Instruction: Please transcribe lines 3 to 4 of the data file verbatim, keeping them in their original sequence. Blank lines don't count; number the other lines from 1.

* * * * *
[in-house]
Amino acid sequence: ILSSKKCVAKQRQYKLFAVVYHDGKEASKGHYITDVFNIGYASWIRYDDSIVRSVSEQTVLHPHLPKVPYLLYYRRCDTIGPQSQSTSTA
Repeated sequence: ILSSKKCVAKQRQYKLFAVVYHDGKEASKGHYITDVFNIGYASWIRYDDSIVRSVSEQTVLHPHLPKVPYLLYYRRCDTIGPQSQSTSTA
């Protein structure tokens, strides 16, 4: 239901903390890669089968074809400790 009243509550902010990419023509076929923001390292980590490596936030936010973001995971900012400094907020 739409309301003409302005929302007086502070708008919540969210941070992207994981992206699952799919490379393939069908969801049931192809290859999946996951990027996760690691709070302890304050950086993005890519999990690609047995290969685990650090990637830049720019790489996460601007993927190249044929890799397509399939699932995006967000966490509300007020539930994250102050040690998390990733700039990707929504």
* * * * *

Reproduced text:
Repeated sequence: ILSSKKCVAKQRQYKLFAVVYHDGKEASKGHYITDVFNIGYASWIRYDDSIVRSVSEQTVLHPHLPKVPYLLYYRRCDTIGPQSQSTSTA
């Protein structure tokens, strides 16, 4: 239901903390890669089968074809400790 009243509550902010990419023509076929923001390292980590490596936030936010973001995971900012400094907020 739409309301003409302005929302007086502070708008919540969210941070992207994981992206699952799919490379393939069908969801049931192809290859999946996951990027996760690691709070302890304050950086993005890519999990690609047995290969685990650090990637830049720019790489996460601007993927190249044929890799397509399939699932995006967000966490509300007020539930994250102050040690998390990733700039990707929504």